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Spanish ONCE (Organización Nacional de Ciegos Españoles, Spanish National Organization of the Blind), the system is potentially a transformative pedagogical technology for teaching the visually impaired. Clara is testing a prototype of the device and looking for potential manufacturers. Clara is emphatically disappointed with the current separation of design from engineering. While digitization speeds up work, Clara says it also removes designers from direct interaction with materials and techniques in the physical production process. As she puts it, designers imagine things that are sometimes unmakeable and engineers make things that are often unaesthetic and user-hostile. Clara dreams of practitioners from both disciplines being flexible and adaptable and possessing the tools to communicate, understand, and work with each other: “This is one of my biggest dilemmas. I think nowadays the digital world is taking over the handwork … many of my creations have emerged from being in direct contact with the materials and making techniques. My creative and imaginative process is very much interlinked with the materials and working with my hands. We can’t forget about the importance of being in constant contact with the physical production of a product.” Despite obstacles of sexism and deep creative divides commonplace in the culture of product development, Clara’s professional achievement has demonstrated a union of imagination and precision, of the material and the digital, of art and science.

The morphology of a swallow inspired Clara’s work on the Passerine Golondrina, shown here in different design stages.




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Putney alumni tend toward the adventurous. A remarkable number—perhaps moved by Carmelita Hinton’s various and lofty exhortations—find themselves rolling up their sleeves and doing work that needs to be done. Memphis native Intisar Abioto ’04 says she left Putney with a whole lot of hopefulness and a can-do spirit. “I felt empowered, like I could change the world.” She passed up Vassar to attend Spelman, a historically Black women’s college so she could “be in a place where I could experience Blackness around me,” later transferring to Wesleyan to study dance. After graduation, she moved to Portland, Oregon, where she helped her family start a vegan restaurant. But she missed the sense of community she’d had in Memphis and struggled to find a Black place. “I did see individual Black people around, but I wasn’t connected to them. Because of decades of displacement, planned forced displacement through eminent domain, and gentrification, it can be hard to find the community.” Intisar comes from a family of artists and took her camera to the street and began looking to connect. While currently regarded as a bastion of progressive notions, Portland—as The Atlantic described in a 2016 article, “The Racist History of Portland, the Whitest City in America”—had been distinctly unwelcoming to people of color. Soon she began publishing The Black Portlanders, a blog of portraits of some of the 37,000 “ ALL OF THE Black people living in Portland. THINGS THAT “I think the lived experience of people is the most important AFFECT BLACK thing. We’re important no matLIVES AFFECT ter where we are, on the street BLACK ARTISTS.” or in our houses. There have been Black people here striving, making art, working, and building, but their stories weren’t at the forefront. Black artists don’t live outside of a Black life. They don’t live outside the present day or historical challenges to Black life, whether it’s the income gap, housing discrimination, or transfer of income from one generation to the next.” Intisar, who has stuttered since she was about six Intisar Abioto ’04 is a dancer, years old, says, “When my body rejected my voice, photographer, speaker, adventurer, I had to find a way to speak. In Portland, I found a writer who has spent the past community that needed what I had to say. We have to and six years exploring what it means to use our art, our voices. It doesn’t matter what you do— be Black in Oregon, a state whose you take pictures, you dance, you have a start-up— we constitution once banned Blacks. have work to do.” Through simple, joyful photographs she has done that work and has connected with the community she was looking for, making Black Portland uninvisible by telling the story of the people who have been there all along. Intisar is currently working on exhibits and research, shifting her focus to the past and present experiences of Black artists in Oregon. She has presented her work at TEDx Portland, was a contributing photographer to “MFON: Women Photographers of the African Diaspora” and was selected for the 2018 Oregon Humanities fellowship program for emerging journalists. Her work is currently on display at the Oregon governor’s office. She believes she’s the first Black artist to show there in more than 23 years.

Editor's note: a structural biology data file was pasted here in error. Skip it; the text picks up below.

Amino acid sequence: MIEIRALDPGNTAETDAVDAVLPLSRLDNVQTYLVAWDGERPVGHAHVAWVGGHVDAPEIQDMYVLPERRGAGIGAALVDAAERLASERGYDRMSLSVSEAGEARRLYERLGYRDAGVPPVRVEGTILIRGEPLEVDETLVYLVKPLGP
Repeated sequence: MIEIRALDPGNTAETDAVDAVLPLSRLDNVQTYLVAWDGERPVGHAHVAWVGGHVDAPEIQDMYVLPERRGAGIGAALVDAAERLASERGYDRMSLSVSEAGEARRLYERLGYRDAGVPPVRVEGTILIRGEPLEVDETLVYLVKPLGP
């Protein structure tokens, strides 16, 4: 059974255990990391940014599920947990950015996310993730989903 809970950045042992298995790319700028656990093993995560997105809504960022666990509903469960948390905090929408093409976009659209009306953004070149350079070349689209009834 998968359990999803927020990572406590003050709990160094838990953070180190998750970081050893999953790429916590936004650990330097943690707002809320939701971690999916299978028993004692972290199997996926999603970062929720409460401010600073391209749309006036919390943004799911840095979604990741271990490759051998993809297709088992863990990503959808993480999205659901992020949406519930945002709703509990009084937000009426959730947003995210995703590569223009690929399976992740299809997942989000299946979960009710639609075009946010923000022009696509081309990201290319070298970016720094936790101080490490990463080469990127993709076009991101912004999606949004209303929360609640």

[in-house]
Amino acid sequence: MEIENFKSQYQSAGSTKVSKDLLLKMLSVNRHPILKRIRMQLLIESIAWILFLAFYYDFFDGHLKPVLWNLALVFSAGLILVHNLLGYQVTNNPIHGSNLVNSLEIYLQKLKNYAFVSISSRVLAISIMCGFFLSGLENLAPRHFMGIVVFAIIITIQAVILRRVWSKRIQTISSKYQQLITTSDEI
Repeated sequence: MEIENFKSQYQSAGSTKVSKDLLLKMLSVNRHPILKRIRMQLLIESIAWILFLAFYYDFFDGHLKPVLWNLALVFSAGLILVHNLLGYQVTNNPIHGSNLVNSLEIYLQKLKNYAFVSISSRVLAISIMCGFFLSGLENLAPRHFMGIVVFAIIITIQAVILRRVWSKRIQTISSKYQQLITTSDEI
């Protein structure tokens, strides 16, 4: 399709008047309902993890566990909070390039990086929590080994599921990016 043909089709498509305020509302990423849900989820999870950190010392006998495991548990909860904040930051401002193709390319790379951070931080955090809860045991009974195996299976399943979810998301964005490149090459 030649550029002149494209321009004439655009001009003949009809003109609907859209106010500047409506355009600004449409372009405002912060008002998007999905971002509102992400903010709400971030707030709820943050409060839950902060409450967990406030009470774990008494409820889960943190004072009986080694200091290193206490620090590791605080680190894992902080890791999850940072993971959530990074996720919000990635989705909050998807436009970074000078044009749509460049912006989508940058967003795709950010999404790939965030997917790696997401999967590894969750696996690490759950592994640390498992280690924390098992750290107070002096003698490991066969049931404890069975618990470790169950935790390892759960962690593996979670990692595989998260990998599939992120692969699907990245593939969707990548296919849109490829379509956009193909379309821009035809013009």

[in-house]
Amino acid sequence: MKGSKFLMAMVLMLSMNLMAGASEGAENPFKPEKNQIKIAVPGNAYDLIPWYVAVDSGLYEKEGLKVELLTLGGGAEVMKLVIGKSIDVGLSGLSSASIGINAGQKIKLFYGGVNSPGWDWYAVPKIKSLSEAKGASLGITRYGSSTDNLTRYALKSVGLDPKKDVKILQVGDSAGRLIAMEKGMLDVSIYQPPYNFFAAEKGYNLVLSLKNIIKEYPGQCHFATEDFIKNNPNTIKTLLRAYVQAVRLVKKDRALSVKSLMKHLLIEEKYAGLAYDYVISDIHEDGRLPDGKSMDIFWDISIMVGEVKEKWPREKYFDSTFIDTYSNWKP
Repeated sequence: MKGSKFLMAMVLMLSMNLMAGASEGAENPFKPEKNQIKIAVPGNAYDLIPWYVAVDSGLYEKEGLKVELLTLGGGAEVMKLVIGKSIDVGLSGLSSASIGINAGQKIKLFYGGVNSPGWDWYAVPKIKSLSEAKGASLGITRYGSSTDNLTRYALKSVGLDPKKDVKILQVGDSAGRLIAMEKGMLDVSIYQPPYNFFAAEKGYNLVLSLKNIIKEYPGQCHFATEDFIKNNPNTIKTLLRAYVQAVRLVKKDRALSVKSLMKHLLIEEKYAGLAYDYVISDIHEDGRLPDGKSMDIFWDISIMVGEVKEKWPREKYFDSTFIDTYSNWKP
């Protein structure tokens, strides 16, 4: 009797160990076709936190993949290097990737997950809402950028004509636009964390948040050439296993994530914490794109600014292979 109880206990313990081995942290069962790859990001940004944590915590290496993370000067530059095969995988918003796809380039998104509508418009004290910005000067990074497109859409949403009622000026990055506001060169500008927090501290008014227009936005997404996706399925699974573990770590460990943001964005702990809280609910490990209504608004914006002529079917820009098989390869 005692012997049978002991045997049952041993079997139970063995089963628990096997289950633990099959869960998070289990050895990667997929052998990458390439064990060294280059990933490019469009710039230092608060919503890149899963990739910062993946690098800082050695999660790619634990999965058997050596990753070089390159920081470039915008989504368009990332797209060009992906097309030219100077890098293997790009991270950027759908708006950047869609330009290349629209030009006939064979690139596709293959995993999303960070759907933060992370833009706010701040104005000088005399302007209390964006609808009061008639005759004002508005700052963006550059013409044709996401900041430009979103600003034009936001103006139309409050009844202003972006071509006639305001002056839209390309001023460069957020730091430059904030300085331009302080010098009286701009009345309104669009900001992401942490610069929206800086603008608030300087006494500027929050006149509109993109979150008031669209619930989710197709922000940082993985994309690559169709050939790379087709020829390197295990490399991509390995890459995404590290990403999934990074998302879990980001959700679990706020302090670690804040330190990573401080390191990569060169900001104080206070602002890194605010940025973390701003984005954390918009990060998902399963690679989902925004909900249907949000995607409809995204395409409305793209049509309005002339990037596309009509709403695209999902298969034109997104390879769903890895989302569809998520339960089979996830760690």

Life-long Passions 20 PUTN EY OS T by Yatong TianP‘19